NEW YORK/CHICAGO (Reuters) - Commodity merchant Cargill Inc [CARG.UL] said on Tuesday it was buying Archer Daniels Midland Co’s (ADM.N) global chocolate business for $440 million in a move to expand its production capacity in North America.
The deal includes three North American chocolate plants and three in Europe and is the biggest yet in Cargill’s effort over the past year to increase its chocolate making footprint.
Late last year, Cargill announced plans to double capacity at its biggest European chocolate facility in Belgium to meet growing demand in Europe.
The deal is a “major milestone in Cargill’s chocolate growth strategy,” said Bryan Wurscher, president of Cargill Cocoa and Chocolate North America.
It comes as the cost of cocoa CCc1, a key ingredient in chocolate, has jumped more than a third in the past year, hitting a three-year high of $3,272 per tonne on ICE Futures last week. U.S. dairy prices have also soared.
For ADM, the sale marks a refocus on a business that makes cocoa butter and powder used in chocolate that has been one of the industry’s largest for almost two decades, competing with Barry Callebaut, Cargill and other big cocoa traders Olam International Ltd and Ecom Agroindustrial Corp.
The sale of the chocolate business will allow ADM to “redeploy capital for higher-return investments,” ADM Chief Executive Patricia Woertz said.
ADM’s stock rose 1 percent to $50.37.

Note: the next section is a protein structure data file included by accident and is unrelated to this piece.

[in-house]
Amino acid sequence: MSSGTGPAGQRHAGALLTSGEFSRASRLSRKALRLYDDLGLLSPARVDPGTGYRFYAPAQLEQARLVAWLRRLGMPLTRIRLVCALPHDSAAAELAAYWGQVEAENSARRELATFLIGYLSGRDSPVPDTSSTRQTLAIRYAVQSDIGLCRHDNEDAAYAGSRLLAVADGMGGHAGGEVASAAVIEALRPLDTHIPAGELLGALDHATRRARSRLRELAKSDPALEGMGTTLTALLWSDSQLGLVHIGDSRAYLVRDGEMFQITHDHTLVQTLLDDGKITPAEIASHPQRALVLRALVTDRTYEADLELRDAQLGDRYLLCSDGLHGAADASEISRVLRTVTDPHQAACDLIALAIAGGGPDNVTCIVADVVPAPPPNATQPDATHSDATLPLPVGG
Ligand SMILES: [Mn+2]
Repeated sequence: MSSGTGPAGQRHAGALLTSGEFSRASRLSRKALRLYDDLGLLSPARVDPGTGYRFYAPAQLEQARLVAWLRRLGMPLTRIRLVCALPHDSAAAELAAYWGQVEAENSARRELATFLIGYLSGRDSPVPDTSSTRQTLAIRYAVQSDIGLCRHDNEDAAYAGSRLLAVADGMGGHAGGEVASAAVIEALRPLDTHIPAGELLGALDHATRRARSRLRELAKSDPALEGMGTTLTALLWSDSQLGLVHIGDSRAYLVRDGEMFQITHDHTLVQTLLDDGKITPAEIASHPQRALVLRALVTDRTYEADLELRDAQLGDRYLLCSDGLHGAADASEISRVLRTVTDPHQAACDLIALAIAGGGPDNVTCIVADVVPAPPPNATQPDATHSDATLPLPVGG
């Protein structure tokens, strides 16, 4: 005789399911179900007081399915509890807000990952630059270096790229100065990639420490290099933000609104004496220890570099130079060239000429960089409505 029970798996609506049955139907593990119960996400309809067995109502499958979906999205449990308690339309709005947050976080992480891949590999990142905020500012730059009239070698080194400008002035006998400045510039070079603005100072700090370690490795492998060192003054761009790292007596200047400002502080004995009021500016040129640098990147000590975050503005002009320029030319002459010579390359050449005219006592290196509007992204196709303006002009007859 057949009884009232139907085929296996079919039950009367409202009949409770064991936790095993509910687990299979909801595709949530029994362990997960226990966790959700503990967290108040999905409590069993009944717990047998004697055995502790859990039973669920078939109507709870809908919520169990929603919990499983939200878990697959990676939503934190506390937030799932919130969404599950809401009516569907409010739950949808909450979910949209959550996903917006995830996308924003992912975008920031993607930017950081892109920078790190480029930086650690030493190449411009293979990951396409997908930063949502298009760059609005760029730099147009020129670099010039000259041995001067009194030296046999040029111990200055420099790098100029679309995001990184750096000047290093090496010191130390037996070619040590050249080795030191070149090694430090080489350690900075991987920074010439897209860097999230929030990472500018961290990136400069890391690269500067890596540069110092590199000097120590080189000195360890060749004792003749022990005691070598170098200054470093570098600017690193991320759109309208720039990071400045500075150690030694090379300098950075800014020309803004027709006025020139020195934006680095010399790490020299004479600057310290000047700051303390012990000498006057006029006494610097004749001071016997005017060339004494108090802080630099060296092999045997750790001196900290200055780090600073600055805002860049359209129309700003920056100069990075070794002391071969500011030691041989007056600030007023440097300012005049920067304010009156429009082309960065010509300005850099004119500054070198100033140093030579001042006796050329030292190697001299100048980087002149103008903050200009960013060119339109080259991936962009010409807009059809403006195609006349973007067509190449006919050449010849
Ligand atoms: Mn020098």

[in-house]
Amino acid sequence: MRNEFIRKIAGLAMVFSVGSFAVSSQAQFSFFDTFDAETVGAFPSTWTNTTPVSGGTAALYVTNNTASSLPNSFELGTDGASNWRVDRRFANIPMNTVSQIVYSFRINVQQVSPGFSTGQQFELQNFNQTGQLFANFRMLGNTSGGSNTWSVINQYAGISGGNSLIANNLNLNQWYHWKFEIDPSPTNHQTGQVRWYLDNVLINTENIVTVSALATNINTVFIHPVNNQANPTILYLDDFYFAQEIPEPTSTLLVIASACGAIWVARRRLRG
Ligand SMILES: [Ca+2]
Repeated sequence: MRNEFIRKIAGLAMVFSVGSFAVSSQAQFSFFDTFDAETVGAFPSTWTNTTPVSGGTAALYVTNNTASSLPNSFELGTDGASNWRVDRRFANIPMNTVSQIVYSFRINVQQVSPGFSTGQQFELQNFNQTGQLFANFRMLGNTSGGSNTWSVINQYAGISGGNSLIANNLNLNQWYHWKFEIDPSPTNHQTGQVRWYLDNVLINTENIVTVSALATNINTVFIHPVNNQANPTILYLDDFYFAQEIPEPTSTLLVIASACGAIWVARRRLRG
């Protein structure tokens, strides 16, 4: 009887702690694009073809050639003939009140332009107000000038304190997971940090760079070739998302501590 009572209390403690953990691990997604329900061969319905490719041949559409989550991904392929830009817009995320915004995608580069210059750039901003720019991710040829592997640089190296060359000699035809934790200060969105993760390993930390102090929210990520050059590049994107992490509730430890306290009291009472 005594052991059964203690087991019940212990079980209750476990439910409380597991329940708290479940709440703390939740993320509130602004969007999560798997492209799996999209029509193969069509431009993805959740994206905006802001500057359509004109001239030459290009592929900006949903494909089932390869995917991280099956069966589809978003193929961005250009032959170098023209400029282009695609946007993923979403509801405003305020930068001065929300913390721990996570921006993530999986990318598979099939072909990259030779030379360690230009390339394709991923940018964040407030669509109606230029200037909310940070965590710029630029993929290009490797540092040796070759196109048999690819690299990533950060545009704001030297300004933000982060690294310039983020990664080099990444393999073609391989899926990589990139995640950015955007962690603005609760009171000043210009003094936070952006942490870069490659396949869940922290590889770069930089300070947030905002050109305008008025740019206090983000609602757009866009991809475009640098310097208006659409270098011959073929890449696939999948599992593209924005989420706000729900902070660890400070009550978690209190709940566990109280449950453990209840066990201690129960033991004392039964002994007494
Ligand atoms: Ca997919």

The deal comes just over four months after ADM said it was ditching plans to sell its cocoa and chocolate business after long-running negotiations collapsed.
Cargill had been in final-stage talks to buy the combined operation, sources told Reuters last year.
Combining ADM and Cargill’s cocoa operations would have created a company big enough to compete with Barry Callebaut, the world’s largest maker of industrial chocolate products, and would have raised regulatory concerns, particularly in Europe, market participants had said.
Along with dealing in chocolate, ADM and Cargill are two of the world’s top grain traders.
“You’re just tossing it from one big boy to another,” Jack Scoville, vice president of Price Futures Group in Chicago, said about the sale of ADM’s chocolate business.
About 700 employees are set to transfer to Cargill from ADM as part of the transaction, which is expected to close in the first half of next year, according to the companies.
ADM will end cocoa processing operations at a plant in Hazleton, Pennsylvania, resulting in the elimination of about 90 jobs, the company said.
Reporting by Josephine Mason in New York and Tom Polansek in Chicago; Editing by Franklin Paul and Tom Brown